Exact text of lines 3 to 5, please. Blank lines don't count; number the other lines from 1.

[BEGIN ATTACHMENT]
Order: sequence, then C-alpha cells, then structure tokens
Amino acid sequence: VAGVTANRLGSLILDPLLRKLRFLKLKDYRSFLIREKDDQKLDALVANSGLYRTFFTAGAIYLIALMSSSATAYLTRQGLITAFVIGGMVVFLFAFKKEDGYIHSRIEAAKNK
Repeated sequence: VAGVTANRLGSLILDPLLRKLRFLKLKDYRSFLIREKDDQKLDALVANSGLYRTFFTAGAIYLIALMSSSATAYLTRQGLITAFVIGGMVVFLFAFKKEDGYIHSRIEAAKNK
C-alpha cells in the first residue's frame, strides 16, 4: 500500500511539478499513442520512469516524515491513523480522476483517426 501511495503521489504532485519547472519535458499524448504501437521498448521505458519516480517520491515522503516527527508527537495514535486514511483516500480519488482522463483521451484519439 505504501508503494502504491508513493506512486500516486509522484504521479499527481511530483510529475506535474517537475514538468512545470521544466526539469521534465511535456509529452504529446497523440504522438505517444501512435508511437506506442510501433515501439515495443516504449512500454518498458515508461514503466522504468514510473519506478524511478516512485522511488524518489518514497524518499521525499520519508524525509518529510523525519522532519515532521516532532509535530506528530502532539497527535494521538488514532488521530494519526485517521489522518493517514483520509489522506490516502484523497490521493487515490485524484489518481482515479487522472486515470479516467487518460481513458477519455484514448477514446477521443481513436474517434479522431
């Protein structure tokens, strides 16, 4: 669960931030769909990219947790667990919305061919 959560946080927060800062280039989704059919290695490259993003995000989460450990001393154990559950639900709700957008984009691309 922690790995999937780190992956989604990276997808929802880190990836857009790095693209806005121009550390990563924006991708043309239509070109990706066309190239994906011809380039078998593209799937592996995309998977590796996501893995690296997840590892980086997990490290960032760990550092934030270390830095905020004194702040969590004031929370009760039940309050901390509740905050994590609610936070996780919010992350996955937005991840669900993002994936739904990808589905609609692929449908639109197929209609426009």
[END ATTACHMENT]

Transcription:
Repeated sequence: VAGVTANRLGSLILDPLLRKLRFLKLKDYRSFLIREKDDQKLDALVANSGLYRTFFTAGAIYLIALMSSSATAYLTRQGLITAFVIGGMVVFLFAFKKEDGYIHSRIEAAKNK
C-alpha cells in the first residue's frame, strides 16, 4: 500500500511539478499513442520512469516524515491513523480522476483517426 501511495503521489504532485519547472519535458499524448504501437521498448521505458519516480517520491515522503516527527508527537495514535486514511483516500480519488482522463483521451484519439 505504501508503494502504491508513493506512486500516486509522484504521479499527481511530483510529475506535474517537475514538468512545470521544466526539469521534465511535456509529452504529446497523440504522438505517444501512435508511437506506442510501433515501439515495443516504449512500454518498458515508461514503466522504468514510473519506478524511478516512485522511488524518489518514497524518499521525499520519508524525509518529510523525519522532519515532521516532532509535530506528530502532539497527535494521538488514532488521530494519526485517521489522518493517514483520509489522506490516502484523497490521493487515490485524484489518481482515479487522472486515470479516467487518460481513458477519455484514448477514446477521443481513436474517434479522431
């Protein structure tokens, strides 16, 4: 669960931030769909990219947790667990919305061919 959560946080927060800062280039989704059919290695490259993003995000989460450990001393154990559950639900709700957008984009691309 922690790995999937780190992956989604990276997808929802880190990836857009790095693209806005121009550390990563924006991708043309239509070109990706066309190239994906011809380039078998593209799937592996995309998977590796996501893995690296997840590892980086997990490290960032760990550092934030270390830095905020004194702040969590004031929370009760039940309050901390509740905050994590609610936070996780919010992350996955937005991840669900993002994936739904990808589905609609692929449908639109197929209609426009």